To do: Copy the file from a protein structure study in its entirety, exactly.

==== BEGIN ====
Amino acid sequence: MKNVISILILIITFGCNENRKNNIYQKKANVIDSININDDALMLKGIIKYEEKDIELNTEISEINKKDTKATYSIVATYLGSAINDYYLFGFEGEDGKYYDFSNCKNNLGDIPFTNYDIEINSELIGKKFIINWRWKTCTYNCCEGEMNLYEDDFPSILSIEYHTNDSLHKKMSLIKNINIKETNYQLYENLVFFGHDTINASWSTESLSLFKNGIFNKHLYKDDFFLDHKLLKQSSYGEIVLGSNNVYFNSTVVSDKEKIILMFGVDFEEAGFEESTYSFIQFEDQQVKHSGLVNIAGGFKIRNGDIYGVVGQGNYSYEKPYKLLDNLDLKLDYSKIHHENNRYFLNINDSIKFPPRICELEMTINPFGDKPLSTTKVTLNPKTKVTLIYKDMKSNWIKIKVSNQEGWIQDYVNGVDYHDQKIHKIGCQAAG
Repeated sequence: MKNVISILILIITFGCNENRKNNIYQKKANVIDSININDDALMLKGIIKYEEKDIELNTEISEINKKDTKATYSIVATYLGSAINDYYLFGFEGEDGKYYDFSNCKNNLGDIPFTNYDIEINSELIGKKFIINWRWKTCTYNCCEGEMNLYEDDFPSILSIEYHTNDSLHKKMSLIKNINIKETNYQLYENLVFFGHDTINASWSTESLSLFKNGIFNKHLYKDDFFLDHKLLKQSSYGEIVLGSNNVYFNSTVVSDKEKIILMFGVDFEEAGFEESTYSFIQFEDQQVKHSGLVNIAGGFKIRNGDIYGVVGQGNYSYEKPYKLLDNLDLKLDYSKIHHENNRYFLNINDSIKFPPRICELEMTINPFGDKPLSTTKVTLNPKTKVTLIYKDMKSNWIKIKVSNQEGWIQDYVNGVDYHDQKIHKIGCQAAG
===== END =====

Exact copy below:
Amino acid sequence: MKNVISILILIITFGCNENRKNNIYQKKANVIDSININDDALMLKGIIKYEEKDIELNTEISEINKKDTKATYSIVATYLGSAINDYYLFGFEGEDGKYYDFSNCKNNLGDIPFTNYDIEINSELIGKKFIINWRWKTCTYNCCEGEMNLYEDDFPSILSIEYHTNDSLHKKMSLIKNINIKETNYQLYENLVFFGHDTINASWSTESLSLFKNGIFNKHLYKDDFFLDHKLLKQSSYGEIVLGSNNVYFNSTVVSDKEKIILMFGVDFEEAGFEESTYSFIQFEDQQVKHSGLVNIAGGFKIRNGDIYGVVGQGNYSYEKPYKLLDNLDLKLDYSKIHHENNRYFLNINDSIKFPPRICELEMTINPFGDKPLSTTKVTLNPKTKVTLIYKDMKSNWIKIKVSNQEGWIQDYVNGVDYHDQKIHKIGCQAAG
Repeated sequence: MKNVISILILIITFGCNENRKNNIYQKKANVIDSININDDALMLKGIIKYEEKDIELNTEISEINKKDTKATYSIVATYLGSAINDYYLFGFEGEDGKYYDFSNCKNNLGDIPFTNYDIEINSELIGKKFIINWRWKTCTYNCCEGEMNLYEDDFPSILSIEYHTNDSLHKKMSLIKNINIKETNYQLYENLVFFGHDTINASWSTESLSLFKNGIFNKHLYKDDFFLDHKLLKQSSYGEIVLGSNNVYFNSTVVSDKEKIILMFGVDFEEAGFEESTYSFIQFEDQQVKHSGLVNIAGGFKIRNGDIYGVVGQGNYSYEKPYKLLDNLDLKLDYSKIHHENNRYFLNINDSIKFPPRICELEMTINPFGDKPLSTTKVTLNPKTKVTLIYKDMKSNWIKIKVSNQEGWIQDYVNGVDYHDQKIHKIGCQAAG